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by Stuart McDougal

July 5, 2019

Finding the right wetsuit comes down to one thing

Selecting the right wetsuit can be daunting. There are many brands to choose from and with prices ranging up to $1,200 or more, buying one can be costly.

But there are a lot of things you should consider beyond price. Is one wetsuit faster than another? Is one warmer than another? Are the more expensive suits the better choice? Is one type of neoprene better than another?

These are the questions most often asked but, regardless of price, material, or claims to speed, it really comes down to one consideration: fit.

Wetsuit Types

Full suit: These have full-length sleeves and legs down to the ankles. Shoulder and sleeves are thinner neoprene for less restrictive movement.

Sleeveless long: No sleeves, arms free, shoulders exposed, legs covered to the ankles.

Sleeveless short: No sleeves, arms free, shoulders exposed, legs cut just above the knees.

Two-piece: Top separate from bottoms. Top can be either long, short, or no sleeve. Bottoms with legs extending to knees or ankles.

Swim-Run: These new wetsuits are a response to the new swim-run-swim-run events starting to pop up around the country. These are short-sleeve with legs cut above the knees. These are becoming more popular in triathlon because of their low buoyancy, freedom of movement, zipper in the front, and ability to be slipped on and off quickly.

Swimskin: Non-neoprene material but thicker than a swimsuit. Used for water temperatures above 75 degrees in Florida, Hawaii, and Midwest triathlons.

Fit and Comfort

Fit and comfort are the most important considerations when it comes to buying a wetsuit. You may have a $1,200 wetsuit, but if you don’t have the right fit, you won't go any faster and may be slower because you’ll be distracted or chafed from an ill-fitting suit. There’s no amount of anti-chafe lube that will guard against an ill-fitting suit.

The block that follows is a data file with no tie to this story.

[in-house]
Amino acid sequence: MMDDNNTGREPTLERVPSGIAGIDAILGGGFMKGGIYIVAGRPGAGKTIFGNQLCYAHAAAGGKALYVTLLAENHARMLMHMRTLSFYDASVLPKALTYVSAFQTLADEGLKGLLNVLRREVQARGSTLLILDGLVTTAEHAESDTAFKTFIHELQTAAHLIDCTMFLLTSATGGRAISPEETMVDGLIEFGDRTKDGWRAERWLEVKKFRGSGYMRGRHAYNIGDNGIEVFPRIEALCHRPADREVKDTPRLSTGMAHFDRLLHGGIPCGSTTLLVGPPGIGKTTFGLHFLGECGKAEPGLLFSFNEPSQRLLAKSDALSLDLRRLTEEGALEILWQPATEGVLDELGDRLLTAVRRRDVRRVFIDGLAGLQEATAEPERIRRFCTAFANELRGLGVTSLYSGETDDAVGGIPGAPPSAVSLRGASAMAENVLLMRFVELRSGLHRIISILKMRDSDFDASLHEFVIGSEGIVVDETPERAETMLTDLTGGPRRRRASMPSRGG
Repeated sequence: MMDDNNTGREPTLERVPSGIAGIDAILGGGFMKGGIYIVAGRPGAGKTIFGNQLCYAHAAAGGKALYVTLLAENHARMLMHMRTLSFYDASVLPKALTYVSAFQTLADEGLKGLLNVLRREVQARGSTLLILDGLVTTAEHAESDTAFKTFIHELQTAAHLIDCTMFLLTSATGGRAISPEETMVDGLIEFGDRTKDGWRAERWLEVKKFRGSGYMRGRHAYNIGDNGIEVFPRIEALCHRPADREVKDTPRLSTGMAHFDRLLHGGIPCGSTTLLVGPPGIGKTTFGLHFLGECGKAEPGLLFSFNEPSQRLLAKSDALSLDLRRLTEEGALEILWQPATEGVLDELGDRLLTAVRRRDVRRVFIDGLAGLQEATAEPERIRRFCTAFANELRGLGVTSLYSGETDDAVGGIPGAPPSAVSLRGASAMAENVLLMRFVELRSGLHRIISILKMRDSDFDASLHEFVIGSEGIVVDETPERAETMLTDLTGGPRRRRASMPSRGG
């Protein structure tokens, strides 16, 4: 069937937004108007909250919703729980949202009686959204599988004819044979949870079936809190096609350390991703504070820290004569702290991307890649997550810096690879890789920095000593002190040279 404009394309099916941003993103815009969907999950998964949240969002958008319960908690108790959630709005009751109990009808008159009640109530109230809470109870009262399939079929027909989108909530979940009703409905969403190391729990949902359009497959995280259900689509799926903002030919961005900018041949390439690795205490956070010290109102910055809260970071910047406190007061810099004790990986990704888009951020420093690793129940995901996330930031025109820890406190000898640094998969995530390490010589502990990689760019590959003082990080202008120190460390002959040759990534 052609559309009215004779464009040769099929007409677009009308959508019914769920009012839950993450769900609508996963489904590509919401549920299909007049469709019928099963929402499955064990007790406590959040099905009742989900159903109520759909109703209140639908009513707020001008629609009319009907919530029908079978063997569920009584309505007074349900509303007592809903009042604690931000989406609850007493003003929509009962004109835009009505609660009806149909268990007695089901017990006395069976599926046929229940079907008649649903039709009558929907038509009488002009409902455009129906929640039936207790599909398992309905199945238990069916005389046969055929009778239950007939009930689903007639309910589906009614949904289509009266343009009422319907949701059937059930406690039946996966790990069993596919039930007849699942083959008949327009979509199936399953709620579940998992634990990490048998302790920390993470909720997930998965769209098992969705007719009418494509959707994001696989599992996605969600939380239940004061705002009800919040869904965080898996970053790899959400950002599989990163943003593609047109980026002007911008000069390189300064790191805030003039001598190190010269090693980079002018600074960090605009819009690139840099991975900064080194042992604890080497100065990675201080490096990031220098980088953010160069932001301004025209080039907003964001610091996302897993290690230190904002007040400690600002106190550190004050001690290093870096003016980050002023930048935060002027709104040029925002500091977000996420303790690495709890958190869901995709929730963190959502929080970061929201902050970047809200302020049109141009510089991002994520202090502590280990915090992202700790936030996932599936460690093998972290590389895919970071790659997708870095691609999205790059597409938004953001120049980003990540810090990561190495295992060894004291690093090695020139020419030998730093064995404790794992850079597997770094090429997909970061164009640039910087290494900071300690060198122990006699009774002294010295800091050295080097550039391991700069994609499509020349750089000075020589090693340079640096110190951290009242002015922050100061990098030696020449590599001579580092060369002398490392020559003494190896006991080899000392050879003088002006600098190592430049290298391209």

Most wetsuit purchases are done through online sales, and companies can be accommodating on returns and exchanges even after one use, but check on those policies before you purchase. You also might be able to try on a wetsuit at a store or at a vendor booth at a competition before buying.


Most or all the wetsuit manufacturers' fitting charts are very close in both height and weight and have large size ranges for women and men. A good fit is when the suit fits snug in the armpits (with arms above head and at sides), lower back, groin, and knees. If these areas are loose or baggy, the suit will chafe and collect water, making you feel waterlogged.


Swimming in a wetsuit for the first time or in a new wetsuit will feel foreign and a bit restrictive. Try it out in the pool first, at Masters practice or lap swimming. Swim for five to 10 minutes and it should start to feel less restrictive as it loosens up and stretches out a bit. If after 15 minutes you still feel very restricted, the suit is rubbing uncomfortably around your neck and chest, or your breathing is somewhat labored, it’s best to go with a larger size or select a different wetsuit type


The amount of buoyancy a wetsuit provides is almost as important as fit and comfort. Thick suits with more coverage provide more buoyancy. It might feel like swimming with an extra-large pull buoy. But that artificial buoyancy can be more foe than friend.

An overly buoyant suit will make you feel like a cork and make it difficult to rotate and engage your hips and core. This will cause you to significantly change your stroke to accommodate. Less experienced swimmers welcome the feeling of having their hips high and it being easier to swim, but they tend turn off their legs and relax their core and only use their arms to swim.

Although a more buoyant wetsuit will make up for errors in your stroke that create imbalances (such as dropped hips), in most cases, the less neoprene and coverage, the better. Use a wetsuit for warmth and comfort, not to fix your technique.

No Wetsuit?

In USA Triathlon events, you don’t have to wear a wetsuit unless the water temperature drops below 60 degrees, and you can’t wear a wetsuit in water above 75 degrees because of the possibility of overheating, though swimskin-type suits for warm water events are allowed.

In U.S. Masters Swimming open water events, you can’t wear a wetsuit in Category I Swimwear events. You can wear a wetsuit in Category II Swimwear events as long as the water is not higher than 78 degrees.

Triathletes who come from a competitive swimming background often choose to swim without a wetsuit and take a little more time to acclimate to cooler water temperatures. No wetsuit means no adjustment for added buoyancy and a much faster swim-to-bike transition.

Final Thoughts

In short, pick a suit that fits well, is comfortable, and keeps you warm while you’re swimming in cold open water conditions with the stroke you've honed at the pool for hundreds of thousands of yards. Make it part of your triathlon and open water swim training. Swim with your wetsuit in the pool and at your open water practices so that it will feel familiar and comfortable in your next open water event or triathlon.


  • Open Water


  • Wetsuits